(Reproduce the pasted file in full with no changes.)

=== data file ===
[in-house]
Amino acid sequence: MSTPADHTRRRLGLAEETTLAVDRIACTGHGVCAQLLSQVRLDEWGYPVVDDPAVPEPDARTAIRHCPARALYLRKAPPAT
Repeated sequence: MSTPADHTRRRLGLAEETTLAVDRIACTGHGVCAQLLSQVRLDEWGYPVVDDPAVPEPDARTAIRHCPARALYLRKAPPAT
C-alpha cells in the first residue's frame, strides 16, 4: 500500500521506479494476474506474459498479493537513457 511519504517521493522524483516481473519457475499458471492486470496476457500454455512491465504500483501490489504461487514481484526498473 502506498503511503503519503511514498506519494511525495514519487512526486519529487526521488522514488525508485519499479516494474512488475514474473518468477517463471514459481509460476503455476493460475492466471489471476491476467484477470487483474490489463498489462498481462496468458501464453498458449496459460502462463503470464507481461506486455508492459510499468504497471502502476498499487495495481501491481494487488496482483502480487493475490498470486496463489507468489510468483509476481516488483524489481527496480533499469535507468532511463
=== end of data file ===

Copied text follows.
[in-house]
Amino acid sequence: MSTPADHTRRRLGLAEETTLAVDRIACTGHGVCAQLLSQVRLDEWGYPVVDDPAVPEPDARTAIRHCPARALYLRKAPPAT
Repeated sequence: MSTPADHTRRRLGLAEETTLAVDRIACTGHGVCAQLLSQVRLDEWGYPVVDDPAVPEPDARTAIRHCPARALYLRKAPPAT
C-alpha cells in the first residue's frame, strides 16, 4: 500500500521506479494476474506474459498479493537513457 511519504517521493522524483516481473519457475499458471492486470496476457500454455512491465504500483501490489504461487514481484526498473 502506498503511503503519503511514498506519494511525495514519487512526486519529487526521488522514488525508485519499479516494474512488475514474473518468477517463471514459481509460476503455476493460475492466471489471476491476467484477470487483474490489463498489462498481462496468458501464453498458449496459460502462463503470464507481461506486455508492459510499468504497471502502476498499487495495481501491481494487488496482483502480487493475490498470486496463489507468489510468483509476481516488483524489481527496480533499469535507468532511463